Last night, I was half watching the Republican Party's Presidental candidates debate on CNN. I opened my laptop and clicked on Facebook.
I saw the news "active workplace shooter situation in Hesston, Kansas....at least 14 wounded...reports of three dead." (This is now updated to 4 dead).
For my dear readers outside the United States, "active shooter" means exactly what you think it means - a shooter is on the loose somewhere, shooting at people with the intent of killing.
This time, the gunman was a 38 year old man, an employee of Excel Industries, a lawn mower manufacturer, who came through their production area with an assault weapon. Prior to that, on his way there, he shot at people from his car, according to news reports.
Many years ago, due to my spouse's job, we lived and worked in Wichita,
Kansas. My husband had to make occasional trips to the Hesston area,
which is about 30 miles from Wichita. I've also had ties of sorts with a couple of other shooting locations, including Charleston, South Carolina.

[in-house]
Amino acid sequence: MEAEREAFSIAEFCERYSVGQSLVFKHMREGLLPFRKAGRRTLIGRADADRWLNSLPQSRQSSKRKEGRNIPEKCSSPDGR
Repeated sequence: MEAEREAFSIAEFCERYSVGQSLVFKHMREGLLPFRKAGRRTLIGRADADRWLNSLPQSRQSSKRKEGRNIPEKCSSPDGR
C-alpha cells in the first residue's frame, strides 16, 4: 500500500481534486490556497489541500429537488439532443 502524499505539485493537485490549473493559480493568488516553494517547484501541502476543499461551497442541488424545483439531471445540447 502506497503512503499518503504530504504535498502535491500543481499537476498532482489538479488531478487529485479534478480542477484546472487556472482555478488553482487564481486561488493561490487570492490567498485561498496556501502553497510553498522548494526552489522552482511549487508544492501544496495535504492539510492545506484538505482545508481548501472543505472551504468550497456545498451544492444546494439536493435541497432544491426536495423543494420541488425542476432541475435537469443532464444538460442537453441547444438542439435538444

My memory, whenever I hear this type of headline, heads to April 3, 2009, when 14 people (including the gunman) were shot dead at the American Civic Association, a few blocks from where I work in downtown Binghamton, New York.
These shootings are a routine in my country now. The shooting. The news coverage. The people stunned: "it can't happen here". The realization that it did happen there. The funerals. The finger pointing. The political speeches. The uptick in gun sales.
And then nothing changes.
The shooting happened before the Republican debate ended, but not once was it mentioned. No surprise there, because we all know how the candidates would have reacted.
So today, I will tie on my snow sneakers, go to work, and wonder, while at my workplace, where it Will Never Happen Here next.